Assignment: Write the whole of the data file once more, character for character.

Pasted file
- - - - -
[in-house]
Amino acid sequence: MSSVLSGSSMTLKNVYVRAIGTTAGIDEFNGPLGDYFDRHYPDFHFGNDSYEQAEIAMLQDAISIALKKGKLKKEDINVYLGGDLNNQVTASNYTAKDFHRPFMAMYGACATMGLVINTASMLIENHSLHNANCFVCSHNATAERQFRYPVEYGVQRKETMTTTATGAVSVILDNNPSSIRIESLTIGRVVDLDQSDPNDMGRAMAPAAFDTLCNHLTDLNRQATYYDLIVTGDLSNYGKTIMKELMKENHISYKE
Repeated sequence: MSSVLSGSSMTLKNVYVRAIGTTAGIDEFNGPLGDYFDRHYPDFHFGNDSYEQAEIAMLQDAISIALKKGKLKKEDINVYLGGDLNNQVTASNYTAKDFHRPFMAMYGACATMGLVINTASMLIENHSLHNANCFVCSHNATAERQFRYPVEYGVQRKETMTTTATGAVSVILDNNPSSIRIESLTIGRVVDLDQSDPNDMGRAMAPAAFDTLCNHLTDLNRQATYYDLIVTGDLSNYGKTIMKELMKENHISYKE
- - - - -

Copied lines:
[in-house]
Amino acid sequence: MSSVLSGSSMTLKNVYVRAIGTTAGIDEFNGPLGDYFDRHYPDFHFGNDSYEQAEIAMLQDAISIALKKGKLKKEDINVYLGGDLNNQVTASNYTAKDFHRPFMAMYGACATMGLVINTASMLIENHSLHNANCFVCSHNATAERQFRYPVEYGVQRKETMTTTATGAVSVILDNNPSSIRIESLTIGRVVDLDQSDPNDMGRAMAPAAFDTLCNHLTDLNRQATYYDLIVTGDLSNYGKTIMKELMKENHISYKE
Repeated sequence: MSSVLSGSSMTLKNVYVRAIGTTAGIDEFNGPLGDYFDRHYPDFHFGNDSYEQAEIAMLQDAISIALKKGKLKKEDINVYLGGDLNNQVTASNYTAKDFHRPFMAMYGACATMGLVINTASMLIENHSLHNANCFVCSHNATAERQFRYPVEYGVQRKETMTTTATGAVSVILDNNPSSIRIESLTIGRVVDLDQSDPNDMGRAMAPAAFDTLCNHLTDLNRQATYYDLIVTGDLSNYGKTIMKELMKENHISYKE